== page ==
to live in that city and there are few work opportunities there.  However,
in doing so I would be placing myself hundred of miles away from McD's, any
kind of western food or western amenities, and I would be living in an
apartment that often has no running water and has no AC.  Would I enjoy it
there?  You bet! (My wife and family would not, however. Actually, the pay
is not the big issue for us:  The size and condition of the housing is, for
no other reason that the fact that we have small children).

   > I have to disagree here.  There are many opportunities in teaching
   > privately to make large amounts of money.

Private classes are available anywhere, so why not take a lower salary if it
can get your foot in the door where you want to live, then if you find it is
not enough money you can make a lot more on the side?

   > I think that this is what would leave you cynical and bitter.

What are you(r) expectations?  What do you want to do?  What kind of life do
you want to lead?  I met a teacher in Beijing making 4000, but having to pay
1000 in rent and all of her own utilities, yet she was quite happy because
she liked her job and thought it was a wonderful opportunity..

   > Is it really feasible for a westerner to live the same lifestyle as
   > 'average lower class people' in China?
   > Would some people really want to?

It is feasible, but most people wouldn't want to try.  On the other hand, in
some places the amenities are such that you will be living that way whether
you like it or not.  From where I sit, if you are in it purely for money or
comfort, China is a poor choice, and there's no use complaining about it
because all the complaining in the world won't make it better. However, it
very well could be that expensive GZ, along with the other coastal areas and
Beijing,  are so different from the rest of China in economic strength and
the nature of the teaching industry that we really should be talking as
though they were different countries, and we may therefore be at cross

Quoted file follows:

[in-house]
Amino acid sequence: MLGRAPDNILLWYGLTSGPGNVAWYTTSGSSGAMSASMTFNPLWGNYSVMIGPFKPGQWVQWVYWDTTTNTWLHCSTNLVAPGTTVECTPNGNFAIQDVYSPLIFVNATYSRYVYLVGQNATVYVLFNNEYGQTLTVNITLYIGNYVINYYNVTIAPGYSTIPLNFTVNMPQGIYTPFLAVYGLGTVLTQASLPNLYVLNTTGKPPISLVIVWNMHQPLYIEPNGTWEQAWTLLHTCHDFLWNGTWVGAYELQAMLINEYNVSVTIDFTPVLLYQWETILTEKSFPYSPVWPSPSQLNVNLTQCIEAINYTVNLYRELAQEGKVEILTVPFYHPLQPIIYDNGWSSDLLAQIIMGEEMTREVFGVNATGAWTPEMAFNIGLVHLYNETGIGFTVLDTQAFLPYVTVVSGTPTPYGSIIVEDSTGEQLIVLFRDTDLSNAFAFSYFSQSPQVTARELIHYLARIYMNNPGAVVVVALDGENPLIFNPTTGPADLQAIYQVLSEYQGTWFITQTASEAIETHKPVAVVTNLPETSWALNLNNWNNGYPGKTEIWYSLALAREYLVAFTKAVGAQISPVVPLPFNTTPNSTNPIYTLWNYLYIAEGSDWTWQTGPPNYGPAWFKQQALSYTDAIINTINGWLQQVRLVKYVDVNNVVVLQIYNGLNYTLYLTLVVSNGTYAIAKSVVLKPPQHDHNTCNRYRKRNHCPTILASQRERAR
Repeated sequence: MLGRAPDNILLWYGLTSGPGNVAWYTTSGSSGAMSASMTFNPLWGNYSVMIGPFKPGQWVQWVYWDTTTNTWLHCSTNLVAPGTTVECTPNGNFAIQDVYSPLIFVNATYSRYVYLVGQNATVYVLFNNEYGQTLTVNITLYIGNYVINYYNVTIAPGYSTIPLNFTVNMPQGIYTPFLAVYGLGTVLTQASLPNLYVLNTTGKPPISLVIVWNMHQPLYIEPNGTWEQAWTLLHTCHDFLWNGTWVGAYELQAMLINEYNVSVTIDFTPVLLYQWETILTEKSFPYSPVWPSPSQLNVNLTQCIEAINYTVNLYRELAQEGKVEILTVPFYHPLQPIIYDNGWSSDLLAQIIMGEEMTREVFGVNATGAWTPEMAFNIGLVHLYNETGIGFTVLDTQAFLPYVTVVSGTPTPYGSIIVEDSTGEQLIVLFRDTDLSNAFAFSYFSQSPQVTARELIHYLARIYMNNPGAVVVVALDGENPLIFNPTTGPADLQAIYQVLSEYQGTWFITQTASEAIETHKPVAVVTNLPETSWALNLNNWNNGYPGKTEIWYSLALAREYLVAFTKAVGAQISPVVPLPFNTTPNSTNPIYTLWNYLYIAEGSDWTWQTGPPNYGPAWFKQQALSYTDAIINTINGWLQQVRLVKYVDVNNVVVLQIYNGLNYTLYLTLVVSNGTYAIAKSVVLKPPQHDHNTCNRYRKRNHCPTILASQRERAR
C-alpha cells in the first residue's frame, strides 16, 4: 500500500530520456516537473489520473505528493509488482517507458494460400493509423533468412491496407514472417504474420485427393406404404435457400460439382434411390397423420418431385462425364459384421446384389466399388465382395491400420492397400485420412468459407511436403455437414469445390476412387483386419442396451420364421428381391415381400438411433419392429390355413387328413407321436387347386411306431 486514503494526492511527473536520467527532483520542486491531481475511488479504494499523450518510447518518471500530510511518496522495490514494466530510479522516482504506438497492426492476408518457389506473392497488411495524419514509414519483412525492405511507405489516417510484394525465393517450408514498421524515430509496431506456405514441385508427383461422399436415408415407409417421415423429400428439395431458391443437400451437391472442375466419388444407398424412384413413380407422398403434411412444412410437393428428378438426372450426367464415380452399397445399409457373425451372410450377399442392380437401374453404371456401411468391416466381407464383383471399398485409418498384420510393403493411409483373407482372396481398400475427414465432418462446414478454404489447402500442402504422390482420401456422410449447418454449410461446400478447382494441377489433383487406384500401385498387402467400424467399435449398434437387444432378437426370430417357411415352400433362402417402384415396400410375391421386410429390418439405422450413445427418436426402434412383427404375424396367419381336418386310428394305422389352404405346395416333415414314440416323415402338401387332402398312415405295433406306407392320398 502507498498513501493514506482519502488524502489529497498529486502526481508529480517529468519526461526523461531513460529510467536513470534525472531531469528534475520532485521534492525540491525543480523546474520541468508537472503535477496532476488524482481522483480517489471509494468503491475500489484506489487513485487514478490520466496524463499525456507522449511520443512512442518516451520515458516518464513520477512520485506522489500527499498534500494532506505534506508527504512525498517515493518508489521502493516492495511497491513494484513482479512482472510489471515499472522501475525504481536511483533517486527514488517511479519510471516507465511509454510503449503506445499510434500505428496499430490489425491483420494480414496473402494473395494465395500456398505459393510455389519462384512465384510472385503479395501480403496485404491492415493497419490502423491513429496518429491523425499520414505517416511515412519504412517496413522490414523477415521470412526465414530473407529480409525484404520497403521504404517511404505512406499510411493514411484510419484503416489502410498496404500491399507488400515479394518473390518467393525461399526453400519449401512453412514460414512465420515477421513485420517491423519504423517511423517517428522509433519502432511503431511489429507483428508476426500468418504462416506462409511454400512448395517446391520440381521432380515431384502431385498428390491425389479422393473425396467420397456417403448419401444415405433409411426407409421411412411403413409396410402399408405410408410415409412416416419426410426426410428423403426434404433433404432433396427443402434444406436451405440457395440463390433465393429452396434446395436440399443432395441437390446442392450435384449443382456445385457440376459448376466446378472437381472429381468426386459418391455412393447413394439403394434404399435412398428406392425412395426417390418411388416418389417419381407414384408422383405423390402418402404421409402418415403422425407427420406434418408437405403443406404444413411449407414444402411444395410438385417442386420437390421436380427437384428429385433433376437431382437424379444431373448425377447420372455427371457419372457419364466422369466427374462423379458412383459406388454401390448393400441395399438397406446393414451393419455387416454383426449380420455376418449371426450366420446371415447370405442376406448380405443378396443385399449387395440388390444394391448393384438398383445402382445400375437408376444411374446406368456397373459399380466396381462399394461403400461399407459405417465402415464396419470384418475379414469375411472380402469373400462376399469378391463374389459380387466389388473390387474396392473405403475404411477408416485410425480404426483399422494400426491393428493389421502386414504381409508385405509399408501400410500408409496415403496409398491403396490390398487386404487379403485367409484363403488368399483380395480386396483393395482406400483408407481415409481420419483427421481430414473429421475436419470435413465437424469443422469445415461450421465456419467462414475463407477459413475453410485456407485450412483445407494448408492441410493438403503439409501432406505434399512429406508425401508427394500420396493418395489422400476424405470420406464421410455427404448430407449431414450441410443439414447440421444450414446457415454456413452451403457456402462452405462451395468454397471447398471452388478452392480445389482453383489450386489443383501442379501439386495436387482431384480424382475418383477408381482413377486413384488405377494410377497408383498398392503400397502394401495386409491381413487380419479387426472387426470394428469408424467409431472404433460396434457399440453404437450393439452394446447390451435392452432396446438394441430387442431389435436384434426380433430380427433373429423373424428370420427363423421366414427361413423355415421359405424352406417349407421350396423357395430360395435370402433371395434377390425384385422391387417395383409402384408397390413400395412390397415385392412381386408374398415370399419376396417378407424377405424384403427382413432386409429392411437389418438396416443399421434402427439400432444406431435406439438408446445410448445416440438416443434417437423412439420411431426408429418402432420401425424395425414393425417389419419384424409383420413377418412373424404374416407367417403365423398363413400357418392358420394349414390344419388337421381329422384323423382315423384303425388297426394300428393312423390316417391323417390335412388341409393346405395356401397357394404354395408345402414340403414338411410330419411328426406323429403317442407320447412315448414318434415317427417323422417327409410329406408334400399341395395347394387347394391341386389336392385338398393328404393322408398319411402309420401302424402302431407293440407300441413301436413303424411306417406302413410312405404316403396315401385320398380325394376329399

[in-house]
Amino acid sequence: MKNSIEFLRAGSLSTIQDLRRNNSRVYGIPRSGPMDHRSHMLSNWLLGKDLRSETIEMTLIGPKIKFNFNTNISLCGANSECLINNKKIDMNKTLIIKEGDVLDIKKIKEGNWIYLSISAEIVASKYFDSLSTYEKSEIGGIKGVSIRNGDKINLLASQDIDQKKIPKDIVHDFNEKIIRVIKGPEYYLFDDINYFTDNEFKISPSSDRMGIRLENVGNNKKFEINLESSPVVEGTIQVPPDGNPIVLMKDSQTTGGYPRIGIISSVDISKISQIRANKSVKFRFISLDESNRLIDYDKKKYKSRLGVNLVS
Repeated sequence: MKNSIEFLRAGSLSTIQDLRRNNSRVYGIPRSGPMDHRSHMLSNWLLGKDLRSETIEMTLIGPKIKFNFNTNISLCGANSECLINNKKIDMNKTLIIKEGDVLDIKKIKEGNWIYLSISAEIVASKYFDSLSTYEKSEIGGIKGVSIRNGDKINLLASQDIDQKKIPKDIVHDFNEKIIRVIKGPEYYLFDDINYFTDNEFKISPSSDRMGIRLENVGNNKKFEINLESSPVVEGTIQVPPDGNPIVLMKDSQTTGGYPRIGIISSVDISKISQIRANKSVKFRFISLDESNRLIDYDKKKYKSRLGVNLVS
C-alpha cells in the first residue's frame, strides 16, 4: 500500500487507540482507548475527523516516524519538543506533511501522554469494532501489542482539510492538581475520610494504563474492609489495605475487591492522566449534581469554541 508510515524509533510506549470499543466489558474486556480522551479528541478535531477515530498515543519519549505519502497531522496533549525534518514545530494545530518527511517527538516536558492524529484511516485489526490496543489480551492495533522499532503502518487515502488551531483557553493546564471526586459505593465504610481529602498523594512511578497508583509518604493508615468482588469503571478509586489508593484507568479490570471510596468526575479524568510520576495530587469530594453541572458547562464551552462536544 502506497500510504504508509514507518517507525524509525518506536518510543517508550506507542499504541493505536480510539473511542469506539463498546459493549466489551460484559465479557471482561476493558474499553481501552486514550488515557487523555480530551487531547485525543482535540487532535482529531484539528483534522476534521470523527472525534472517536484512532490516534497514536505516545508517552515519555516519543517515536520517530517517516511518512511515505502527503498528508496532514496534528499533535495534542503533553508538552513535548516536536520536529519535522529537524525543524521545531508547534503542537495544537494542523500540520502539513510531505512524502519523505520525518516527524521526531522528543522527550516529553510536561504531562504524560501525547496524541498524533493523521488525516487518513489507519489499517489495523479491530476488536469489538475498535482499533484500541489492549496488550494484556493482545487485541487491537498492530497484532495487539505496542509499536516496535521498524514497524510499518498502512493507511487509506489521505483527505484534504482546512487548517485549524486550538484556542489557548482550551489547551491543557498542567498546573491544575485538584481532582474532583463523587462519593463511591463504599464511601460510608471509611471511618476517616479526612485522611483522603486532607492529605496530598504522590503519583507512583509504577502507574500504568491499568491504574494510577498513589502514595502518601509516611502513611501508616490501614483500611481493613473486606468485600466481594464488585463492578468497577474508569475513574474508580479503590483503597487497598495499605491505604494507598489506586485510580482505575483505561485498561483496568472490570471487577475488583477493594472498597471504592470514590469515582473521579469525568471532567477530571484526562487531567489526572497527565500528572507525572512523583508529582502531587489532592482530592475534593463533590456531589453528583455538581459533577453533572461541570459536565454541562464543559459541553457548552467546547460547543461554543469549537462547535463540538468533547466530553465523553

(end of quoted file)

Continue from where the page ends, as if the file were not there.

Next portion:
purposes here.  Maybe if I lived down south I would view things differently,
and you would gain a different understanding of China if you lived here.  On
the other hand, maybe you wouldn't possibly want to ever live here and I
wouldn't care for GZ.  Again, what are our expectations and values?  What do
we want out of life?

Patrick in cheaper (but not dirt cheap) Jilin


Jeff says:

I don't think there needs to be consensus and what a survivable wage - is
depends on numerous personal and geographic factors as other listers
suggest. So the reader can make of what they may - I think a diversity of
opinions might be a worthwhile quality.

For me, I don't think it would be a problem to *survive* in GZ on RMB 2,500
even much much less (given accommodation provided).  I don't know that I
would be having much fun though. I can't comment on Shanghai or Beijing. It
just depends what sort of life style you want to lead. I think Chris'
original comments on this still stand as reasonable.

I've always seen the cost of rice, seasonal fruit & vegetables, tofu as
cheap, cheap, cheap! I have lived for about RMB 500 a month for these and
other basic needs for months - (2 people as well).

So, I disagree with George R. who suggests one may not be able to eat too
often on a low pay. It's the wine, women, men and song I find expensive!

This is our sixth year in China, our third in Dalian. Although we both work
at a state university for the standard wages, I recently took stock of my
cash and discovered we had been able to live here from around 20 August
until now (20 Nov) on less than RMB 6,000. We eat out a fair amount,
although mostly at home. Occasionally we splurge for a western meal at a
five-star hotel. But I was amazed when I did the reckoning. Dalian is
certainly not a rural area. On the contrary, it has a reputation for being
more expensive 
than Beijing, although we've not found it so.
 
So, for what it's worth, here's our input.
 
Desert Peter
 
My lifestyle is modest, and I have no problem at all living on about RMB3000
in Suzhou.
 
Bob Sasseen
 
Also, if the school/college provides the accommodation and washing machine
etc, 3000 RMB is sufficient.
 
Donna Tang
 
Caveat:  I don't live in China now, but did so a year ago.
 
1) Since your entertainment needs are low, 3000 yuan will be "sufficient",
but it won't be "ample" for three people.  Shopping at the local markets and
always cooking at home will help.  Your apartment is paid for in addition to
the salary, right?  Whether you 
can save enough to travel will depend on a lot of little things, such as
whether you need to spend any on medical care, Western goodies, and so on.
 
2) The good news is that your husband, if he wants, can make money tutoring
English.  He doesn't really need to be credentialed if his English skills
are good, just willing to find a few students and willing to be patient,
clear, and professional.  (I had fun tutoring 
the Chinese teachers of English in pronunciation, pacing, and general
"English polishing":  They said they didn't want to sound "Chinglish") .  
 
3) As mentioned by others, some places are more expensive than others, but I
lived in Shenzhen--reportedly expensive--and was able to eat three meals a
day at restaurants for about 40 yuan ($5) per day.
 
Have fun!
Sam